Kicad6 installation process and why the Kicad experience generally tends to suck

Github/gitlab is not the problem.


not at all trying to berate anybody here // … new K6 docs are excellent, thank-you

You still don’t get it…

Or you choose not to. I see only overreactions and suggestions against contributing (= the community) because you cannot deal with git.

You have bothered to learn how to make symbols and footprints and you keep suggesting that.

The other side suggests to learn that tool, and help instead of complaining. And once again i am asking NOT to discourage anyone because you are not able to do so. Most of your replies are about how bad libraries are, and how git makes you feel.


I don’t mean to say that the documentation is in perfect shape – there is a lot to improve and constructive criticism is helpful. But what has been updated for v6 should be accurate!

woah, not trying to discourage nobody here - just trying to give feedback on the frustrating aspects from a very unsavy user … I’m only asking for some kind of dumbed down overview of the full pre and post install process // on this page: … so, we can know what to expect up front - that’s all …

I agree my choice of language in the title seems very poor in hindsight, my apologies don’t mean to come off like that

  • I’m obviously not being clear I’m stating that I don’t understand the role Git plays with kicad and asking what it’s for - thought that was clear

It’s the file system I still also don’t get but that’s a side issue

I was told in K5 that the automatic re-dating of pro files wouldn’t happen

  • was gonna take out last three lines but forum is restricting my edits

My reply was not about you, and I haven’t tagged the user, i only replied to that comment.

And to clear some things, that statement is also not true. FWIW, people learnt git while getting involved.

so, am I right in thinking that git is really for developers mainly and not for the ordinary user ?

Short answer: As a user you can ignore Git and the file structure. Although the latter conforms to conventions established for the OS, and is visible in the configuration for libraries.

Eventually all this will settle down. Nobody asks what Git has to do with how Libreoffice (or many other packages) is maintained, or what the file structure of Libreoffice looks like, although I know the general outline from Linux norms.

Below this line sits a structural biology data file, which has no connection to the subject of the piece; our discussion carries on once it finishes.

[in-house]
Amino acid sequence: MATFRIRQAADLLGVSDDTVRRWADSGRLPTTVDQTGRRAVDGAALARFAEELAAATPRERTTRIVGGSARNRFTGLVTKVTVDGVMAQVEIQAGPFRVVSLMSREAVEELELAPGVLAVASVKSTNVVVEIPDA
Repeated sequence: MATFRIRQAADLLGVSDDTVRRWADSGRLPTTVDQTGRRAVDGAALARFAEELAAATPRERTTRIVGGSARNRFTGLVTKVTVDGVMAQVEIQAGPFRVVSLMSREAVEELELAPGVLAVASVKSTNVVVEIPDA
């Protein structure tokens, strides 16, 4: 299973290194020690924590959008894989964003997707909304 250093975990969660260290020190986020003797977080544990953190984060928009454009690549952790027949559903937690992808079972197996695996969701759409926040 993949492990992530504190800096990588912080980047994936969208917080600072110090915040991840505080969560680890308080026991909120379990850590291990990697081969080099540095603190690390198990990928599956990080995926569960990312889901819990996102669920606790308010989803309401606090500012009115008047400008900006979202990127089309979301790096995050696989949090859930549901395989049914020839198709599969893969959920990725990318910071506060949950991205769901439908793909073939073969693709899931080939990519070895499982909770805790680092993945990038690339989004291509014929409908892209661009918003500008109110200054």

Also packagers will appear for the major distros. In the beginning authors/developers have to do their own packaging, but eventually this will be taken up by a cadre of specialists.

If people are curious what a packager does, here’s what the build files for openSUSE look like:

and the spec file that specifies how the package is built:

That depends, git is a different tool and if you get to learn it you can then see the benefits.

You can use it with kicad for your designs, and also to contribute back if that interests you. (and more of course…)

ok, where can I read about these benefits pls ?!

my only experience with git was through brief mentions and downloads from the guy who coded my arduino’s and used it to store revisions … for some reason I have a gut feeling it can be used to similarly in kicad to save project snapshots yes/no ?!

but can’t find any info on that either, so for now I use the “save-as” command in the project menu, which I’m sure is silly as it’s adding nested backup folders on each iteration … trying to figure out the right way to do this - part of why I’m asking about git

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Here’s a FAQ explaining what a VCS does and what it could do for you if you adopt it as a tool for your own projects:

But a lot of people do fine with other setups.

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The biggest usecase is software development as you describe. It can also be used for snapshots of your kicad projects (I use it for this and very much like it!), but this is not required.

Git is not at all related to the topic you started. Git (the revision control tool) and gitlab (a web interface) are used for KiCad development: the application itself, the documentation, and the libraries (symbols/footprints). ML9014 does not like git and thinks that git has been harmful to the KiCad library. @Aris_Kimi is an active KiCad librarian and disagrees.

I think that summarizes it :slight_smile:


thank-you for that git/gitlab bit of info gkeeth //
I’ve learnt lots on this thread … I appreciate the effort


Back from GIT.

This question has been self answered… personal methodology.

I maintain my own libraries. I don’t particularly like the Kicad ones, but I will in no way complain about them. I am extremely grateful for their existence. They are a great starting point for modification.

These, for example, are my personal thoughts on symbol libraries: